Everything You Always Wanted To Know About Stool

Everyone Has a Different Version of Normal, But Some Stools Are Never Normal

In This Article

Carrots and Spinach
Carrots and spinach are two foods that can, when eaten in large amounts, have a significant effect on the color of your stool. Image © Wong Mei Teng

Would you know a normal stool if you saw one? Most people think they know what a typical stool should look like, but they probably only have experience with their own bowel movements. There is no basis for comparison with the bowel habits of others. This is because we have a natural aversion to stool, but also because we are taught from an early age that a bowel movement is to be done alone, in a room by ourselves. If you never see a stool outside of your own, how do you know yours is normal?

If your physician doesn’t ask you about your stool, such as how often you move your bowels, or the consistency of your stool, how can it be evaluated? Today anyone can walk into a pharmacy and buy drugs that will modulate bowel movements — either slowing them down or speeding them up — without having to get any advice from a physician or even a pharmacist. All of this can lead to difficulty when there actually is a problem with stools or bowel movements because it’s not well understood when a doctor should be consulted. Keep reading to learn more about stool, and what signs and symptoms should be reported to a physician.

Blood in the Stool

Blood in the stool is never normal. Blood that is red, or blood that is black, it does not matter. None of it should be in your stool. Not even if it only happens once. Not even if you can’t actually see the blood (which is called occult blood), and it is only found with a fecal occult blood test. What can be a problem is knowing if the red or black color you see in your stool is actually blood. Eating food or taking supplements that are red, orange, black, or even purple in color can lead to red stools or black stools. Artificial coloring, in particular, can pass through the digestive system and be the cause of stool appearing red or black. Thinking back about what was eaten in the last few days may help to determine if a food is to blame. If if is clearly blood in the stool, or if it is at all unclear as to why a stool is red or black (especially if it is tarry or foul-smelling), see your doctor right away.

Mucus in the Stool

For some, such as those who have inflammatory bowel disease (IBD) or irritable bowel syndrome (IBS), mucus in the stool is not an uncommon occurrence. With IBD, mucus may be a result of inflammation in the digestive tract, and with IBS, it could be a result of the overproduction of mucus. But mucus can also appear in the stool for other reasons, such as a bacterial infection, a bowel obstruction, or an anal fissure. When mucus is a part of chronic illness, it should be mentioned at the next doctor’s appointment, but if it is a new symptom, it should be evaluated by a physician as soon as possible.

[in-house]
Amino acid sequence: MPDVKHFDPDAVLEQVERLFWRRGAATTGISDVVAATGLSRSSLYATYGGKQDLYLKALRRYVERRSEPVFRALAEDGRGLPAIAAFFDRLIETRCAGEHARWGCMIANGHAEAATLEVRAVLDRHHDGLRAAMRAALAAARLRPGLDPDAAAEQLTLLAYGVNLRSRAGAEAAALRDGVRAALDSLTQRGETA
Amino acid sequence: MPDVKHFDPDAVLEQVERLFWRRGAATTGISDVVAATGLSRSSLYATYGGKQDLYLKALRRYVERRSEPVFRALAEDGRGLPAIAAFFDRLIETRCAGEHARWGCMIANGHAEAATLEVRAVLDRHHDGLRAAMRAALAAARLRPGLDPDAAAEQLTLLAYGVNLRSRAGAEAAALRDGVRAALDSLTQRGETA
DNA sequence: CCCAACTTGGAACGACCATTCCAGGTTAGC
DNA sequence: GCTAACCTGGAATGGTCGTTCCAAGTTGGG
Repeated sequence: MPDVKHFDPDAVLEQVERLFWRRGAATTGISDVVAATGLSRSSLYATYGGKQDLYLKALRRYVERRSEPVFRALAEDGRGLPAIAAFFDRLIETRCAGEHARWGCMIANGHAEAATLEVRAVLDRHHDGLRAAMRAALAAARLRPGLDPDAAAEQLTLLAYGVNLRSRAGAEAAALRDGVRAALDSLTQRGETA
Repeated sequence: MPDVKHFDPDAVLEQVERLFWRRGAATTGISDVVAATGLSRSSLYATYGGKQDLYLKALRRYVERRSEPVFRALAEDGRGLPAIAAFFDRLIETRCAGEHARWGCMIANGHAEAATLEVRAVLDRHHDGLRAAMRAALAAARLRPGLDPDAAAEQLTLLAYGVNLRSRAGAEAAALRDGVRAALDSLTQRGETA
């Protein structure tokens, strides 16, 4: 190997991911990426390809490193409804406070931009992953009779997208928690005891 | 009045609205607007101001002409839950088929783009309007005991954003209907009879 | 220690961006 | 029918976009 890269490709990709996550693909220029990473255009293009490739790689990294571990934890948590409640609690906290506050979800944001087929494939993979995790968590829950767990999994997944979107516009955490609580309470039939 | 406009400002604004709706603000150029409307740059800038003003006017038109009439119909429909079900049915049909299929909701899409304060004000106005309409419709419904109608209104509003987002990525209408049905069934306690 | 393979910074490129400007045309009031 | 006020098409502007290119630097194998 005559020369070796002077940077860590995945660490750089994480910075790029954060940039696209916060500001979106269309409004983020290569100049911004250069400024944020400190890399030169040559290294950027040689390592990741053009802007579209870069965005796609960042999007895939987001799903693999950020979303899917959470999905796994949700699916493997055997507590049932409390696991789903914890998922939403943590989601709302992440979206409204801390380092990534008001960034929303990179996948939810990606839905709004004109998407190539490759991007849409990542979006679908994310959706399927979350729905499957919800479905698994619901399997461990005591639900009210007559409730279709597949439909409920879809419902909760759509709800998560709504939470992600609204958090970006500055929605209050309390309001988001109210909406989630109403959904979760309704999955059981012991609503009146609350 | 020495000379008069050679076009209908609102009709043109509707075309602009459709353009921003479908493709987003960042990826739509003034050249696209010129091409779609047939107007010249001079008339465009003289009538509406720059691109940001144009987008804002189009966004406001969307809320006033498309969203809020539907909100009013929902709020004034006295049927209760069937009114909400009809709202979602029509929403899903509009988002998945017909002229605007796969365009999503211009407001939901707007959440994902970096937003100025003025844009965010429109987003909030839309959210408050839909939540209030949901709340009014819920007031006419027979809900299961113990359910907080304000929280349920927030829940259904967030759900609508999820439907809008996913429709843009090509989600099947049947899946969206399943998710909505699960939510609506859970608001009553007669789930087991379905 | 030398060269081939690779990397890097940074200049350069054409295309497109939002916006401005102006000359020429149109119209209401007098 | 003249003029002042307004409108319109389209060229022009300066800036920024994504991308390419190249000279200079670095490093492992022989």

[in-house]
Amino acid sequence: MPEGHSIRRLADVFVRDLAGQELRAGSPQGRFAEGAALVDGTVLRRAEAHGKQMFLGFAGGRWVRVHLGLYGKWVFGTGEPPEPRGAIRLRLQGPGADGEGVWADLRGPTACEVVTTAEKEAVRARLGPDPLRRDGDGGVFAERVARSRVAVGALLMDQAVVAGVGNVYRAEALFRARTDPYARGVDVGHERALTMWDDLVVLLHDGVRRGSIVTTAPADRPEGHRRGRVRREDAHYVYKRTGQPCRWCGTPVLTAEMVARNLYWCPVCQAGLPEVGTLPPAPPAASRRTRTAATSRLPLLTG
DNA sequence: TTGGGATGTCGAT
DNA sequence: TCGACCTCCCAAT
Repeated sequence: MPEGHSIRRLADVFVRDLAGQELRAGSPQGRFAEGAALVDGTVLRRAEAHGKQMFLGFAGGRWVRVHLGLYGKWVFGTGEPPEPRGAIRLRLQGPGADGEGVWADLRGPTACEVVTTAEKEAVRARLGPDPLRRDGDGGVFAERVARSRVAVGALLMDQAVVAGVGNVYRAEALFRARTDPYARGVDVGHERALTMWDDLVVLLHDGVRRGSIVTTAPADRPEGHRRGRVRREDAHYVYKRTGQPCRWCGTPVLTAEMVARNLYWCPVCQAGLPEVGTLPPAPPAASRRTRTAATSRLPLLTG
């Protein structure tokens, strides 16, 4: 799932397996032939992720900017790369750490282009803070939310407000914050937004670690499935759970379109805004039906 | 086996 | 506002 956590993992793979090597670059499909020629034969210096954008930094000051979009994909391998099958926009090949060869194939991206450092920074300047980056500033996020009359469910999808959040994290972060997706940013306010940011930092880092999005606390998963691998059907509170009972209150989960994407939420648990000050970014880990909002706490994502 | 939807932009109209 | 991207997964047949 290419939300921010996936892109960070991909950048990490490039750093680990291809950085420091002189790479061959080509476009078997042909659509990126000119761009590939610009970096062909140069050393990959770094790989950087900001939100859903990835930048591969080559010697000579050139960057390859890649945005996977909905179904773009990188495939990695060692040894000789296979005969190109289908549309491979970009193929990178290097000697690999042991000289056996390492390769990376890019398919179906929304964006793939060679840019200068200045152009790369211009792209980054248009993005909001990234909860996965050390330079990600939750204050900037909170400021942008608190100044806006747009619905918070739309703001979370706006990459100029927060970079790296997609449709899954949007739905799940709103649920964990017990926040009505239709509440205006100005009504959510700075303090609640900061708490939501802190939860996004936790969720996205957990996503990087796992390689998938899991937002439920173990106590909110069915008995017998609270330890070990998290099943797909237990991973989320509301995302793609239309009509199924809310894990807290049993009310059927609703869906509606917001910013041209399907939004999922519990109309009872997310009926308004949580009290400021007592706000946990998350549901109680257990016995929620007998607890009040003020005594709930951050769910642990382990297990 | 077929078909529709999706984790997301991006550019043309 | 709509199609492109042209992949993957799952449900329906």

Constipation is a common problem, but some people may think that they are constipated when they are actually not. One does not need to have a bowel movement every day — less than one stool a day or more than one a day can also be within the normal range. The goal is to have a soft, easily passed stool. When stool becomes hard, impacted, or causes pain when it is being passed, it could be due to constipation. Constipation has many causes, including the use of certain painkillers, a lack of exercise, or dehydration. The good news is, constipation is often not serious, and it can usually be resolved by home remedies such as drinking more water and eating more fiber. However, if constipation continues, causes pain, or can only be relieved through the use of laxatives, it’s time to talk to a physician.


Many adults have diarrhea (defined as loose stools that occur 3 or more times a day) a few times each year. Most cases of diarrhea resolve on their own and don’t need any treatment. However, diarrhea that persists or is accompanied by other symptoms can be a sign of a more serious problem. Diarrhea is so common, and stop so quickly in most people, that most cases won’t require either diagnosis or treatment. By the time the cause for the diarrhea is discovered, it will probably already be resolving. People who have irritable bowel syndrome (IBS) or inflammatory bowel disease (IBD) may have diarrhea on and off as a matter of course. If intermittent diarrhea is part of your diagnosed illness, it might not need immediate treatment, but it should be discussed with a doctor. Even if you have IBS or IBD, diarrhea that is accompanied by weight loss, is constant, leads to dehydration, or is bloody, should prompt a call to the gastroenterologist.

Other Colors of Stool

Stool can run the gamut of colors, depending on what you ate and any vitamins, minerals, supplements, or medications you are taking. In many cases, a one-off stool that is a color that deviates from the typical is not a cause for concern. Artificial food colorings or even eating copious amounts of foods with naturally vibrant colors (such as spinach or carrots) can lead to green or orange stools, or any color in between. If the unusual color persists, or occurs at the same time as other symptoms such as diarrhea, constipation or pain, it should be reported to a physician as soon as possible.

A Word From Verywell

If you notice a change in how your bowels are behaving, or what is coming out of them, talk to your doctor. In many cases it's not going to be anything that's serious or even needs treatment other than a change in diet or other lifestyle habits. However, it's always better to be safe than sorry and to find out what is going on to ensure it's not the start of something bigger.

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